Radio Access Bearers, RABs, are associated with the application for transportation of services between core network, CN, and User Equipment, UE, through a radio access network. Each RAB is associated with quality attributes such as service class, guaranteed bit rate, transfer delay, residual BER, and traffic handling priority. An RAB may be assigned one or more Radio Bearers, RBs, being responsible for the transportation between UTRAN and UE. For each mobile station there may be one or several RBs representing a radio link comprising one or more channels between UE and UTRAN. Data flows (in the form of segments) of the RBs are passed to respective Radio Link Control, RLC, entities which amongst other tasks buffer the received data segments. There is one RLC entity for each RB. In the RLC layer, RBs are mapped onto respective logical channels. A Medium Access Control, MAC, entity receives data transmitted in the logical channels and further maps logical channels onto a set of transport channels. In accordance with subsection 188.8.131.52 of the 3GPP technical specification MAC should support service multiplexing e.g. for RLC services to be mapped on the same transport channel. In this case identification of multiplexing is contained in the MAC protocol control information.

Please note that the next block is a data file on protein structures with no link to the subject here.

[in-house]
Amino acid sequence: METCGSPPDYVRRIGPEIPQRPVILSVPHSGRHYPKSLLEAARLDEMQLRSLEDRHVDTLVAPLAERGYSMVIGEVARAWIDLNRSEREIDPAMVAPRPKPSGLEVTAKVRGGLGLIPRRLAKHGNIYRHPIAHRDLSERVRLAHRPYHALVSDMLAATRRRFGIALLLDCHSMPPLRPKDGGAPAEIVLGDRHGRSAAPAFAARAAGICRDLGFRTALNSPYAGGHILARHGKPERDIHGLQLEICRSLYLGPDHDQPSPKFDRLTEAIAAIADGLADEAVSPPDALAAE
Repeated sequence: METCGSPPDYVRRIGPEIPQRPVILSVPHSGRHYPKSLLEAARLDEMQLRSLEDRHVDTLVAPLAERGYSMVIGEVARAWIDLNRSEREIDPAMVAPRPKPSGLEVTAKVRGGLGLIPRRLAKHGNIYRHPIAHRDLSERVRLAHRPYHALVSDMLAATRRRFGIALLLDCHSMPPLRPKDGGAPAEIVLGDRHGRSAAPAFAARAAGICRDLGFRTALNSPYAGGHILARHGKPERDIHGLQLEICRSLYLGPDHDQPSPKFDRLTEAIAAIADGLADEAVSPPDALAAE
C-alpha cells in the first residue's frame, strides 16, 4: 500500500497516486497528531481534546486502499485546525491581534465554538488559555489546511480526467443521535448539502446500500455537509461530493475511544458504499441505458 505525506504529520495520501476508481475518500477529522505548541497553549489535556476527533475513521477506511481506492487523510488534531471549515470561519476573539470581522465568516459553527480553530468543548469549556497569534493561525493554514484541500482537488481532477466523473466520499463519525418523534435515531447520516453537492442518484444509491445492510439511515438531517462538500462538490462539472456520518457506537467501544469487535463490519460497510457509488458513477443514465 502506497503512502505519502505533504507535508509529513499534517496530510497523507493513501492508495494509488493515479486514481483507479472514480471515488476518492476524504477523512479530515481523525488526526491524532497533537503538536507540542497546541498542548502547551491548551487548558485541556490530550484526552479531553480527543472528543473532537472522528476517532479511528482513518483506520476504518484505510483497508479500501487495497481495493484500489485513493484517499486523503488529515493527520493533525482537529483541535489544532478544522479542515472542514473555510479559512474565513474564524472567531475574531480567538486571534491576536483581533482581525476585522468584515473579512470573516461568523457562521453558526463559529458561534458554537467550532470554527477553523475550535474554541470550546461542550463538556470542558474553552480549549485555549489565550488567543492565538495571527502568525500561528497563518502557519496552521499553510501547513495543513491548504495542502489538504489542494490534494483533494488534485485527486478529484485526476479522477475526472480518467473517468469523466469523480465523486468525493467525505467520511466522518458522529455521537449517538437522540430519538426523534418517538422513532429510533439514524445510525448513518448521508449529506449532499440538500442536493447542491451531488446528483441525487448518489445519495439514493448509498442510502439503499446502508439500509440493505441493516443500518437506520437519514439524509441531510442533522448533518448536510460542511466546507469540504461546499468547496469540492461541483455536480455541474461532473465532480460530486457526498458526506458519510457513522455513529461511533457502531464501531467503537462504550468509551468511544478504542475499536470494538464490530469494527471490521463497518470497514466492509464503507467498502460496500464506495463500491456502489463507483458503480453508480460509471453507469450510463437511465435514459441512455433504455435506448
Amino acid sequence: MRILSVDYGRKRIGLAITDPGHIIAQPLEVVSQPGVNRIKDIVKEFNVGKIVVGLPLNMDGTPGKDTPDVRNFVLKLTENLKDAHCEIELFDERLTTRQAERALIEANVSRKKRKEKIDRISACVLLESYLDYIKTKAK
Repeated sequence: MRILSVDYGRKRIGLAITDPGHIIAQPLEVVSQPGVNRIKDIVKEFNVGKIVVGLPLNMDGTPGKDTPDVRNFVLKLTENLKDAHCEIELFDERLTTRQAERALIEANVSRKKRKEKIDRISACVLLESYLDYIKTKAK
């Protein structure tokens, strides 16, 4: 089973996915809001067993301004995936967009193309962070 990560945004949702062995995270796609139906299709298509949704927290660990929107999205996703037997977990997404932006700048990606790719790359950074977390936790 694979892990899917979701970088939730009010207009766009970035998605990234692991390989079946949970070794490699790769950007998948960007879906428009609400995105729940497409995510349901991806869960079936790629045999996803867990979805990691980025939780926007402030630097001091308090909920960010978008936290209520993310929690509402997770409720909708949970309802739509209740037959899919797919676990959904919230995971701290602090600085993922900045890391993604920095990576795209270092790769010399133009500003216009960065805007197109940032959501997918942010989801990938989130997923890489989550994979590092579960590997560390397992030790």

Transport channels are finally mapped to a single physical channel which has a total bandwidth allocated to it by the network. In frequency division duplex mode, a physical channel is defined by code, frequency and, in the uplink, relative phase (I/Q). In time division duplex mode a physical channel is defined by code, frequency, and timeslot. As further described in subsection 5.2.2 of the 3GPP technical specification the L1 layer is responsible for error detection on transport channels and indication to higher layer, FEC encoding/decoding and interleaving/deinterleaving of transport channels.
PDCP provides mapping between Network PDUs (Protocol Data Units) of a network protocol, e.g. the Internet protocol, to an RLC entity. PDCP compresses and decompresses redundant Network PDU control information (header compression and decompression).